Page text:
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How to make a wind generated light bulb. (wind generator 2! wind powered light!)

Picture of How to make a wind generated light bulb. (wind generator 2! wind powered light!)
Thank you for viewing my ible! Now as some of you may know I made a wind generator before and got a lot of good feedback. Now in the old one I left it up to you to decide what you wanted to do with the energy it put out. But not this time! If you were a little stuck or didn't know what to do with the energy I will be showing you how to turn wind into light! This is built using recycable material, giving trash new life!

How does it work?
The wind catchers catch the wind and rotate, while rotating it turns a stepper motor which acts as our generator. The stepper motor outputs around .6 volts to maybe a full 1volt, depending on how windy it is. That energy is then rectified to dc and stored in a nickle based rechargeable battery(what is stored is what is outputed). The energy stored in the battery is then toggled on by a swtich and runs through a joule theif. The joule theif takes the low voltage and steps it up enough to power 5 white leds. 


what are some factors to consider?
There can be a few. One factor to consider is the stepper motor, you want one that is easy to turn and that can output at least half a volt at a slow RPM rate. It is best to test your motor before building this. Since the wind (another factor) isn't as consistent as the power coming out of your wall it is also hard to give an accurate charge time. In my area winter kinda came early this year bringing some strong winds, which works out well for this build. 
So in short there are two factors really, the wind and the specs of your motor. All stepper motors are different. Some are hard to turn and some are easy, some output a decent voltage and some don't. 

Lets get things started by first watching a video of this in action! view the next step for the video.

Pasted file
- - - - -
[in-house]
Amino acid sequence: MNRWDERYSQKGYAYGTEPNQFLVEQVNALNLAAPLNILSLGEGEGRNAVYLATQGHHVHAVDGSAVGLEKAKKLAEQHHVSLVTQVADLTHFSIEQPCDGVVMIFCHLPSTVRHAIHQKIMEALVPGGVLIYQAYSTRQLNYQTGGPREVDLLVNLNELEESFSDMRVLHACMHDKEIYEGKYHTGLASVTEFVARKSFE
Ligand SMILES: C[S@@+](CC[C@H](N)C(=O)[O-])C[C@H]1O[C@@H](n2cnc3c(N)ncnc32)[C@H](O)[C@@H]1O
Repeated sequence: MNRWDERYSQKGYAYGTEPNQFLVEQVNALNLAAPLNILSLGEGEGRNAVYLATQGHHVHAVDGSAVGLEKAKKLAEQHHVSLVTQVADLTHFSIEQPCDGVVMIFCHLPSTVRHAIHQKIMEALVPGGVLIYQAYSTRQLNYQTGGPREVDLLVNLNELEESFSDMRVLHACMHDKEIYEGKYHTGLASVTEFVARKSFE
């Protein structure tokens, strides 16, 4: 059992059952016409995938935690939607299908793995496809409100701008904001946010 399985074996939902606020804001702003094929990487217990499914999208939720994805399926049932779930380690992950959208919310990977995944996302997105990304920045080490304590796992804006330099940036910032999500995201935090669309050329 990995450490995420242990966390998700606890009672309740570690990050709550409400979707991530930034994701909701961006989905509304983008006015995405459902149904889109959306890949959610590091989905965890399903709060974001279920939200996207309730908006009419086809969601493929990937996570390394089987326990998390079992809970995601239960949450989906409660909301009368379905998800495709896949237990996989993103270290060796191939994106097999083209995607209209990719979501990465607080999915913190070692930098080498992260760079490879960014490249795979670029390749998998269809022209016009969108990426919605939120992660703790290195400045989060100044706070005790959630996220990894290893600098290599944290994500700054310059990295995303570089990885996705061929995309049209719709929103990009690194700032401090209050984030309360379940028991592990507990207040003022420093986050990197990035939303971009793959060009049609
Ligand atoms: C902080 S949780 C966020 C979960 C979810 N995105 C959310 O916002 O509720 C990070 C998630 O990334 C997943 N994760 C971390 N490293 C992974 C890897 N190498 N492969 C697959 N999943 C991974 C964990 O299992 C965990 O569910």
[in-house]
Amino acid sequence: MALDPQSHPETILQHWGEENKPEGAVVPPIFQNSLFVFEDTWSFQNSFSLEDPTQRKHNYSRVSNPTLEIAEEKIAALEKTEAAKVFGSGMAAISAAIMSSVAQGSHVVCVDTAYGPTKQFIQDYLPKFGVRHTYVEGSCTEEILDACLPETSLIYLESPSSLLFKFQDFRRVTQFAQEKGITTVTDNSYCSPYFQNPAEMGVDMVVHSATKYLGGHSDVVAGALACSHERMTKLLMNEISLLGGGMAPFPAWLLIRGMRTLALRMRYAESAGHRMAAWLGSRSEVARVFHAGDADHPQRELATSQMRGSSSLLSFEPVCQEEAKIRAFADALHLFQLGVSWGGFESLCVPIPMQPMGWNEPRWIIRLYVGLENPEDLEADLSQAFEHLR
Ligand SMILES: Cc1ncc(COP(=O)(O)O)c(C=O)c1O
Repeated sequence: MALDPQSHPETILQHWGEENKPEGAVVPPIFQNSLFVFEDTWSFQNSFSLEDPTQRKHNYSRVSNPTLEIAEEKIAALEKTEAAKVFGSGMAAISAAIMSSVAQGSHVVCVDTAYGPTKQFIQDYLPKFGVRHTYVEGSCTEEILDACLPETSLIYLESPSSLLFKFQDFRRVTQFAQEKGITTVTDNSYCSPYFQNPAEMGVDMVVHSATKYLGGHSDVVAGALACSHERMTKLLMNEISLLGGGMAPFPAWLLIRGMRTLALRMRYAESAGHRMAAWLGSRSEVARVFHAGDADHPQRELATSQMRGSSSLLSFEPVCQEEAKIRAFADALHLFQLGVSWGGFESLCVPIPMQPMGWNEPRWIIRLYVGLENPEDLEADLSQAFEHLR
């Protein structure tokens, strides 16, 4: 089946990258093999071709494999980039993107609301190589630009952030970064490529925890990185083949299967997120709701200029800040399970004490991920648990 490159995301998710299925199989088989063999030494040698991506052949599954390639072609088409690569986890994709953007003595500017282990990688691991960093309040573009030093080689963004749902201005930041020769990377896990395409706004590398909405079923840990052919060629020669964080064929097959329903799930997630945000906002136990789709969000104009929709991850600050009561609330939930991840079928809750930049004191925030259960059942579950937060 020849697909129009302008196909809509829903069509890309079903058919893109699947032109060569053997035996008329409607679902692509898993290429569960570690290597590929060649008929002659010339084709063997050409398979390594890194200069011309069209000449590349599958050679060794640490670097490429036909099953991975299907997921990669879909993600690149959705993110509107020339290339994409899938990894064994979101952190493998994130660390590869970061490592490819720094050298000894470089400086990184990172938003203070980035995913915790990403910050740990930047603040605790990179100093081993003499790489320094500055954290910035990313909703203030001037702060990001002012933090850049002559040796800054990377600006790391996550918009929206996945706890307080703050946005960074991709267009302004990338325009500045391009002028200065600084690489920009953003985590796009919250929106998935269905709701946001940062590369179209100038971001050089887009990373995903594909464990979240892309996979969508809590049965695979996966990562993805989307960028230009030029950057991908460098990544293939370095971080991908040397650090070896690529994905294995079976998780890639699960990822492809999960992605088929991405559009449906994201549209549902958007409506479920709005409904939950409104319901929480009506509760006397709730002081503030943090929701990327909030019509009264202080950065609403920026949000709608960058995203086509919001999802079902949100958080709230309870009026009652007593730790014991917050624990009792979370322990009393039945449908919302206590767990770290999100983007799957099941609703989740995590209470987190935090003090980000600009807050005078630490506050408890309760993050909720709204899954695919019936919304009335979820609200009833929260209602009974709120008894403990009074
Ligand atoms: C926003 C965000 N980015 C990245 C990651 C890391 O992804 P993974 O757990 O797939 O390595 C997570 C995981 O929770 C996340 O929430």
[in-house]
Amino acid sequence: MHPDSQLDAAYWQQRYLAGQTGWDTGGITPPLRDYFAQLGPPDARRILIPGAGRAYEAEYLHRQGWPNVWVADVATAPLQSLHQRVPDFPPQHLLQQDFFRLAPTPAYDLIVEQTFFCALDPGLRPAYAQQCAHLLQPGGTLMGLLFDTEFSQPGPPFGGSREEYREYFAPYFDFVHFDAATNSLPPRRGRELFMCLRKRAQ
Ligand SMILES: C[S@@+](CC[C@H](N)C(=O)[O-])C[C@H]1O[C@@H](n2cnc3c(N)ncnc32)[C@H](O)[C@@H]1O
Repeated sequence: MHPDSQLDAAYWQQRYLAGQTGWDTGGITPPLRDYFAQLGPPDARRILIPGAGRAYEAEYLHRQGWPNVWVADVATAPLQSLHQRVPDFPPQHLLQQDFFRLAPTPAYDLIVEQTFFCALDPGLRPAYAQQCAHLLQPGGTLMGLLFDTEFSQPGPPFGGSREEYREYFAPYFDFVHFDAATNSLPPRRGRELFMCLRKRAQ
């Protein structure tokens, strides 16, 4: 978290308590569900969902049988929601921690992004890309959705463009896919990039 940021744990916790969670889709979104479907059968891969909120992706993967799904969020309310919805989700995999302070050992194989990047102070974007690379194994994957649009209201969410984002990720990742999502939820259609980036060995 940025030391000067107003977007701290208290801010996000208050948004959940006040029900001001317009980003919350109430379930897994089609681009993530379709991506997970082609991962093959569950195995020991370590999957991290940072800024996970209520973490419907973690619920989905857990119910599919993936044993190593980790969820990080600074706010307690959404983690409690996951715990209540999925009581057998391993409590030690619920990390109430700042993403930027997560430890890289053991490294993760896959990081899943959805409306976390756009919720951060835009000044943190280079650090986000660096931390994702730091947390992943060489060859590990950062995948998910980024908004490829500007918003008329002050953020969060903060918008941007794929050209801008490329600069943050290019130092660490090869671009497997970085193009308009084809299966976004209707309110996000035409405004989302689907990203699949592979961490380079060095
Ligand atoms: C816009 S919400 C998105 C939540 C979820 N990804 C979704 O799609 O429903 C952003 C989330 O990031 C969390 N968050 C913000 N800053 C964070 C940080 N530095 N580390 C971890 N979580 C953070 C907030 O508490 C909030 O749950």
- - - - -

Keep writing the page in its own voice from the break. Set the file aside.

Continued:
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Step 1: Watch the video

Step 2: Making the wind catcher wheel

The wheel catcher wheel is what takes the wind and turns the motor. It is very easy to make. For this step all you will need is four pop bottles, four pop sicle sticks, hot glue and a few spare cds in which you won't miss. 

Follow these steps in order. 
1- cut the tops off of four small pop bottles and put them to the side.
2- grab your four sticks and wrap some electrical tape around them. This helps them become more durable. 
3- hot glue the four sticks wrapped in tape spaced out around your CD
4- mount the pop bottle tops on the sticks. This is easily done by making two notches in the top of the bottle and securing with hot glue. Be sure to cover up any space in the mouth of the bottle to prevent any air from pushing through and be sure to have them all facing in the same direction. 
5- optional. Hot glue another CD over it to add a bit more strength.
6- attach the stepper motor. I used a bottle cap to do this step. I drilled a small hole through the cap that just fit over the stepper motors gear and used hot glue to bond it. 

After this step is done blow into the wind catcher while holding the motor and watch how effortlessly it spins. 

Step 3: The full bridge rectifier.

Picture of The full bridge rectifier.
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This step will be focusing on the full bridge rectifier. Its is four diodes in a certain order that converts alternating current into direct current. Which is what we will need to properly charge a battery. I think all stepper motors output AC some might output dc I am not sure on that part. But use a multimeter to find out :)

In this step you will need four standard diode, solder and helping hands. 

First study the diagram and connect all the diodes together by twisting the leads together. Solder all the leads and trim them if needed. In a full bridge rectifier there are four connection points. two of those points are ac input and the other two are dc output with polarity. For the ac input connections it doesn't matter what wires from the motor are soldered to the connections. But it does matter for the DC output. The last picture has a circuit diagram again be sure to study it.